Chef Alice Waters and her group of idealistic friends didn’t intend to spark a movement when they opened Chez Panisse in Berkeley in 1971; they just wanted to do things right—which meant using sustainably sourced, organic, seasonal ingredients. It’s hard to open a menu without seeing those buzzwords nowadays, but make no mistake: the iconic Berkeley restaurant—still going strong—was the first glimmer of today’s nation-sweeping celebration of ultra-fresh, hyper-local, farm-to-table dining. Also sample it at the communal tables at Gather, also in Berkeley, or in Marin County at Farmshop (Larkspur), in Sonoma County at Zazu (Sebastopol), Farm House Inn & Restaurant (Forestville), and Terrapin Creek (Bodega Bay). Also in the East Bay, Oakland has emerged as a hotbed of innovative chefs and restaurants, like Commis and Haven.
In San Francisco, it’s almost impossible not to eat well, with Michelin-starred options ranging from Atelier Crenn to Zuni Cafe. Find some of the hippest places to dine along Valencia Street in the Mission District, with a head-spinning number of chic bars and restaurants and almost every type of global cuisine—plus awesome ice cream at Bi-Rite, Mitchell’s, or Cream. Little Italy and the Jackson Square neighbourhood have more great finds, like Bix and Michelin-starred Quince.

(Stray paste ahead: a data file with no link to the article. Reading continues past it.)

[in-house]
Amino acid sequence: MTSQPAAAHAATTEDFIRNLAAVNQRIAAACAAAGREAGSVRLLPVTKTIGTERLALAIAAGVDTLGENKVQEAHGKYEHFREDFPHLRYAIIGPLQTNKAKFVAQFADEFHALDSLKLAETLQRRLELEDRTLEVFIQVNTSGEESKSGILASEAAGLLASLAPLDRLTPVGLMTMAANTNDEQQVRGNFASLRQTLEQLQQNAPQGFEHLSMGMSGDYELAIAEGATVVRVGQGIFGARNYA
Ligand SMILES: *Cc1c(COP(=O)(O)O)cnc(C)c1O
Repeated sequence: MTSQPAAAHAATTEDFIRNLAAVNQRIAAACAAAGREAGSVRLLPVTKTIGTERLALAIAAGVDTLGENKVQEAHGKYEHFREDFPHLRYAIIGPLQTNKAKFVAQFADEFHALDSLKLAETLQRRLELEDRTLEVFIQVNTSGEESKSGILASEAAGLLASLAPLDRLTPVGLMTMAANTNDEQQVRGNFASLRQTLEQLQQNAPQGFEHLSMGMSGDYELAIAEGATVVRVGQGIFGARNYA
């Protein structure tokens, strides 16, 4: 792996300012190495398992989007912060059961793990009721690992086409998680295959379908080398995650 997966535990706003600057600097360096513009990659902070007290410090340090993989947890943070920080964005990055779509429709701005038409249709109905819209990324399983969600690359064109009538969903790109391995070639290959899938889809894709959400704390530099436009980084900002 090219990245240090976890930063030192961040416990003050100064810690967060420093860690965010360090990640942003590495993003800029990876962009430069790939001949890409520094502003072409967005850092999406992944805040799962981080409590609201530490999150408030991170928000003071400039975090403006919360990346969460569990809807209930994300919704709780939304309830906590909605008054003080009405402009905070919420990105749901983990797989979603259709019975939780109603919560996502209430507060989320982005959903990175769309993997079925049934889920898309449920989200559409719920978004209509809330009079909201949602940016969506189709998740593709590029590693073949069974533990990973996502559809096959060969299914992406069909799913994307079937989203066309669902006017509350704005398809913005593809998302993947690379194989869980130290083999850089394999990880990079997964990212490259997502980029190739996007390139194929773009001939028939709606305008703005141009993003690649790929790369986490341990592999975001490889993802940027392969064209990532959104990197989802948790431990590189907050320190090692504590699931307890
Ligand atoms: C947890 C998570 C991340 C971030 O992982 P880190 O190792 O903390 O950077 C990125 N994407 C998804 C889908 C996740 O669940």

Napa Valley offers not just great wines, but amazing food too. Thomas Keller’s multi-Michelin-starred The French Laundry, in Yountville, is the big get in reservations—you might have better luck if you’re willing to go for lunch, or opt for Keller’s bistro fare at Bouchon. Or try Keller’s family-style comfort food at Ad Hoc, also in Yountville. In Saint Helena, three-starred The Restaurant at Meadowood offers impeccable cuisine in elegant wine-country splendour, and Press showcases local meets and produce from its own farms.
But with all these new trends, there’s still something to be said for San Francisco classics: crusty Boudin sourdough bread (first baked here in 1849), the martini (debuted in 1850), Irish coffee (perfected in 1952 at the still-serving-them-today Buena Vista Café), and timeless steamed Dungeness crab dipped in melted butter.